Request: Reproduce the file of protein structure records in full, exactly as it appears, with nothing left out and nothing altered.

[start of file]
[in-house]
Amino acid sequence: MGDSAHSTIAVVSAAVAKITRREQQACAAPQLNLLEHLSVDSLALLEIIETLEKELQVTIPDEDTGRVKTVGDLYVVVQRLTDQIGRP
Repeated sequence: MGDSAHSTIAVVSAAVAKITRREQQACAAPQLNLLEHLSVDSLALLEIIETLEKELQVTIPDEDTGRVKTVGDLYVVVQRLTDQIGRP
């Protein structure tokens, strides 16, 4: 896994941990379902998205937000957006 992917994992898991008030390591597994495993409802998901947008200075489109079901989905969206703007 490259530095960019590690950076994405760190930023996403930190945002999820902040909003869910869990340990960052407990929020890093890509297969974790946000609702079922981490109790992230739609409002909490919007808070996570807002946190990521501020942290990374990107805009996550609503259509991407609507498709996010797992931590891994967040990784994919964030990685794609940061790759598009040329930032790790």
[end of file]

[in-house]
Amino acid sequence: MGDSAHSTIAVVSAAVAKITRREQQACAAPQLNLLEHLSVDSLALLEIIETLEKELQVTIPDEDTGRVKTVGDLYVVVQRLTDQIGRP
Repeated sequence: MGDSAHSTIAVVSAAVAKITRREQQACAAPQLNLLEHLSVDSLALLEIIETLEKELQVTIPDEDTGRVKTVGDLYVVVQRLTDQIGRP
């Protein structure tokens, strides 16, 4: 896994941990379902998205937000957006 992917994992898991008030390591597994495993409802998901947008200075489109079901989905969206703007 490259530095960019590690950076994405760190930023996403930190945002999820902040909003869910869990340990960052407990929020890093890509297969974790946000609702079922981490109790992230739609409002909490919007808070996570807002946190990521501020942290990374990107805009996550609503259509991407609507498709996010797992931590891994967040990784994919964030990685794609940061790759598009040329930032790790």